Mention of Santa Muerte has been found twice during the Inquisition and during the Spanish colonization of Mexico, when Catholics introduced a female Grim Reaper type to evangelize the natives. I guess that plan backfired. Aztec and Mayan cultures had deities of death already, so it was easy to accept this hybrid skeletal death saint along with Catholicism. The Saint ultimately disappeared for centuries, only to resurface in the 1940s and take a stronghold during the infamous drug wars. Her popularity grew exponentially. Today, many priests have referred to this creature as just a demon in female clothing. Many have experience with Santa Muerte worshippers or just those who have asked for protection, all of which have been haunted by demonic presence worthy in some cases of exorcism. As the formalities of Catholicism in Mexican culture—such as attending Mass, worship of saints, and rosary prayers—are so ingrained in even the minds of those who do not attend services at a church, the time and place were perfect for this perfect storm religion to take hold and grow with fervor.

Temples dedicated to the worship of Santa Muerte could be overlooked as regular Sunday Mass, if not for the skeletal woman and decorative skulls surrounding the priest and clergy. Those on the other side swear she is not satanic at all, but rather a wish-granter of those ostracized by the church who protects those in need until their death, when she reaps their soul as God intended. I don’t know about you, but this whole thing scares the crap out of me and sounds like a fan fiction episode for Supernatural that I might just have to write.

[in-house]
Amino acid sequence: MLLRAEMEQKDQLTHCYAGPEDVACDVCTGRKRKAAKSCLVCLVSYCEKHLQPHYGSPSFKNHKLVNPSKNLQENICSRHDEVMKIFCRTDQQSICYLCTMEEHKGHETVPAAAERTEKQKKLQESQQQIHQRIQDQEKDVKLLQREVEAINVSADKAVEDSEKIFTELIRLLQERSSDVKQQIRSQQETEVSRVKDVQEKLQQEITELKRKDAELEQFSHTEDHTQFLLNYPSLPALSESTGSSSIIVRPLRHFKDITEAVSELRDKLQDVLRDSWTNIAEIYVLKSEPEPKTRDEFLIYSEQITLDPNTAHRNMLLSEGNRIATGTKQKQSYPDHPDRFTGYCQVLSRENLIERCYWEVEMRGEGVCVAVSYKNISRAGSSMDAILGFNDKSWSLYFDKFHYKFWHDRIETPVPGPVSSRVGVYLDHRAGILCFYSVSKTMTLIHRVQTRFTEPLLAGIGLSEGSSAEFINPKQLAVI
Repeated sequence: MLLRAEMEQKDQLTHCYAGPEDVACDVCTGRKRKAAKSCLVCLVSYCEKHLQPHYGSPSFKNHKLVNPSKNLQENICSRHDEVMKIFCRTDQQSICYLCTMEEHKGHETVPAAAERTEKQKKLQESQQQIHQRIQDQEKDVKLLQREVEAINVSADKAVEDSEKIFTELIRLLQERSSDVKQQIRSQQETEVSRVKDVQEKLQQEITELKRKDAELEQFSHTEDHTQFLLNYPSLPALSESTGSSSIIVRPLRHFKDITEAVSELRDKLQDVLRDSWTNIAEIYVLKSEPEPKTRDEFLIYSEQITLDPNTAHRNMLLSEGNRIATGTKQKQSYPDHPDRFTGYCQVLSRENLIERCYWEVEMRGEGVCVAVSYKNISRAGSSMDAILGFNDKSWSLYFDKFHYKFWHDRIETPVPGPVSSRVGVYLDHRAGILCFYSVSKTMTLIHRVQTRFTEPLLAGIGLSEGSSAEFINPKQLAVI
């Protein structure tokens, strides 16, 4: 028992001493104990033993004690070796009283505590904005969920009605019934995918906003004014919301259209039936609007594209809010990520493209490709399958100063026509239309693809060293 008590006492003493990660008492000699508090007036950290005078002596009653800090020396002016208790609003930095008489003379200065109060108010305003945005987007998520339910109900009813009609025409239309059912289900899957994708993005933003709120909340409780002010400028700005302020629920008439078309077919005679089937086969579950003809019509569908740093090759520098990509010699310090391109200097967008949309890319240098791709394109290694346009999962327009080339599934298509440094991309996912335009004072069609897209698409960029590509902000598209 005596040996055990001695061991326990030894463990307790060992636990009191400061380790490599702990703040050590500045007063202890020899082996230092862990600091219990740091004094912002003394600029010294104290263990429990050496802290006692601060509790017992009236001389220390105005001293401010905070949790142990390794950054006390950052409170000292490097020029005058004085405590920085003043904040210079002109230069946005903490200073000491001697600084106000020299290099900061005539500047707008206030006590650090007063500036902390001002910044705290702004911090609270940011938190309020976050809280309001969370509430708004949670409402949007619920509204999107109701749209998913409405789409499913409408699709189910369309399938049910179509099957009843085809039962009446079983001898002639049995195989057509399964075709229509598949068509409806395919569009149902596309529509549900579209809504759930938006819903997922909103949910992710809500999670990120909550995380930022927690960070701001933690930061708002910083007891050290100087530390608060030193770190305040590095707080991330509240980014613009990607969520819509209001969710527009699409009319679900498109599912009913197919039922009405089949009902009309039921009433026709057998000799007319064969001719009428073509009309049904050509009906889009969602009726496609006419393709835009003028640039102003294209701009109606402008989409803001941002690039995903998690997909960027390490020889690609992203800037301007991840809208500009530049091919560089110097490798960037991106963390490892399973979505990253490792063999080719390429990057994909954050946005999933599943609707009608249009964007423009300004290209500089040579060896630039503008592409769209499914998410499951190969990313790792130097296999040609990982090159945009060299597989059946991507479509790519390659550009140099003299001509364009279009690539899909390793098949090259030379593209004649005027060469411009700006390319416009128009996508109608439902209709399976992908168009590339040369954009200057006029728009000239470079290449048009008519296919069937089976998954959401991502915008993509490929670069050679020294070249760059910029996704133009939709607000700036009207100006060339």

While this idea of a death saint feels so out of place among the thoughts of a good and gentle God, it does fit into other practices in South and Central Mexican culture. The Day of the Dead feels like the perfect companion to Santa Muerte, if you think about it. On the outside, this worship of death and dead loved ones coupled with the fantastic masks and makeup to shroud ones face into that of a skeleton is the image conjured when celebrating the Day of the Dead, even according to Disney. At its core, it is a day to honor and celebrate loved ones who have passed through the veil, and over time it has been combined with the Catholic celebrations of “All Souls and All Saint’s Day” that many of us just know as Halloween. If you don’t already know, Halloween is October 31st, the eve of All Saints’ Day on November 1st followed by All Souls Day celebrated on November 2nd. The Day of the Dead is a two-day celebration on November 1-2. It’s all morphed together in a way, yet separated still, and the commonality is Death, making the concept of the Santa Muerte seem more and more believable in a culture already obsessed with Death. The belief is that on Halloween night, the gates of Heaven open at midnight to allow the spirits of deceased children to reunite with family for 24 hours on November 1. On November 2, the dead adults trickle out of Heaven’s gates to do the same. What is interesting is that this holiday is celebrated by the Catholic world in many different countries where this religion is primarily practiced, yet the concept of a patron saint of death, in Santa Muerte, is considered satanic, abominable, and unforgivable.